David Marcus, an executive whose past stints include working at Meta, formerly Facebook—a company that is using technology to connect people and bring the metaverse to life; and PayPal, an online payment system, is now building a payment solution that leverages the Bitcoin Lightning Network (LN).
Former Meta, PayPal executives building on the Bitcoin Lightning Network
In a recent interview, Marcus, who was heavily involved in Facebook’s cryptocurrency project Libra, which was later rebranded to Diem and abandoned altogether, said he knew about Bitcoin and even read the platform’s whitepaper when it was first released.
Thirteen years later, Marcus is the CEO of Lightspark, an open payment system anchored on the Bitcoin Lighting Network. The platform claims its solution will facilitate payment at the “speed of light” via an enterprise-grade gateway that businesses can leverage.
The Lightning Network is a layer-2 solution that aims to scale Bitcoin by routing transactions via Offchain channels. In this way, not only can the platform process more transactions but also users can send transactions cheaply. Most importantly, unlike in the Bitcoin mainnet, where users can wait 20 to 30 minutes for transaction confirmation, the Lightning Network allows instant settlement.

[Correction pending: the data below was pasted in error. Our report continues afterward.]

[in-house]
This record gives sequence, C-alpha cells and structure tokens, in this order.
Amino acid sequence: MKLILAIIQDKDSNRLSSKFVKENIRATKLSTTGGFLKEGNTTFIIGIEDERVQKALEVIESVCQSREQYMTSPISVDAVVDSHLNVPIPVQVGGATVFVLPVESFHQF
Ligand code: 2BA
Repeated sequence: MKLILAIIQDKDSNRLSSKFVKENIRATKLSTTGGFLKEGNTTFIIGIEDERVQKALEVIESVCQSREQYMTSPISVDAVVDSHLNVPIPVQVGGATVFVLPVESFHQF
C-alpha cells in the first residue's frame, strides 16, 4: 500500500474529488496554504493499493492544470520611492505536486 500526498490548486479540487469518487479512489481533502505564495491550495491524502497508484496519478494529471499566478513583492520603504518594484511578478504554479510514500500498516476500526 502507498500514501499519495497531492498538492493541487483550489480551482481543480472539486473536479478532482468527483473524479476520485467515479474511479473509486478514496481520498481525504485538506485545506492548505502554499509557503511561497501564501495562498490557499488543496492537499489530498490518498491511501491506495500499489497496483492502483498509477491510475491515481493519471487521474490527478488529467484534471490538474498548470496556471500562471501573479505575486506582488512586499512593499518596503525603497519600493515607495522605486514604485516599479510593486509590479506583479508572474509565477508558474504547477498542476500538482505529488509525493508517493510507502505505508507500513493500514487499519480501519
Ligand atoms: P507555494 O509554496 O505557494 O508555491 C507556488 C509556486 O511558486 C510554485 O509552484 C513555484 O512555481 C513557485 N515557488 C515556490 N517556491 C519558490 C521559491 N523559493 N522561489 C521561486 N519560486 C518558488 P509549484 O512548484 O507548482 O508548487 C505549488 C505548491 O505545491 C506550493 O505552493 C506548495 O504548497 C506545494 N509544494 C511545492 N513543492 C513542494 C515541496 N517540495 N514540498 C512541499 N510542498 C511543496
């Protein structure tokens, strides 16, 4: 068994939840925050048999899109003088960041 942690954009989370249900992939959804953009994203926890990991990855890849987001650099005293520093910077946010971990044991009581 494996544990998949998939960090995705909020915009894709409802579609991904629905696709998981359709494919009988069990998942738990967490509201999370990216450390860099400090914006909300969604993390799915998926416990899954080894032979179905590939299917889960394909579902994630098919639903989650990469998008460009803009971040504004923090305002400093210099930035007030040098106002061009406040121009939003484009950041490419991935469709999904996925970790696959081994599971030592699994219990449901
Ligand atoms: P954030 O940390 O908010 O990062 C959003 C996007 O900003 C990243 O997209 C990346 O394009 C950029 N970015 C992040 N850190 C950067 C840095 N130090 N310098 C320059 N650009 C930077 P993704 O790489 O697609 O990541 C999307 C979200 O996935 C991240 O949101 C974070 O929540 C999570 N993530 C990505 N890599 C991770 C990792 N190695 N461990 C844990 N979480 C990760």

Using the Lightning Network’s features, Lightspark has released Lightspark Connect, enabling fast settlement of transactions and Lightspark Predict for capital-efficient and reliable payments. At the same time, the platform has the Lightspark SDK wallet, which allows users to store Bitcoin and transact securely in the Lightning Network while having full control of their funds.
Lightning Network has issues that are being resolved
Still, during the interview, Marcus acknowledged that the Lightning Network still has issues that it needs to address. Through its platform, Lightspark is building tools so users, including businesses, can use the Lightning Network to resolve payment challenges.
Lightspark Predict, for instance, identifies the best-performing Lightning Network nodes and routes transactions through them. Accordingly, Lightspark alleviates worries for users who still doubt the amount of liquidity on the Bitcoin layer-2.
“Lightning still has issues, but I feel very confident that we can address these issues. You’ll see that for companies to integrate Lightning using Lightspark services, you don’t need to worry about channels. You don’t need to worry about liquidity. You don’t need to worry about channel rebalancing and distributing liquidity. You don’t need to worry about what routes you will use and which minimum fee or maximum fee you will set.
As of June 10, the Bitcoin Lightning Network had a capacity of $138,026,349.10, up 1% on the last day.
Meanwhile, 16,443 nodes are enabling 71,065 channels to move bitcoin transactions cheaply.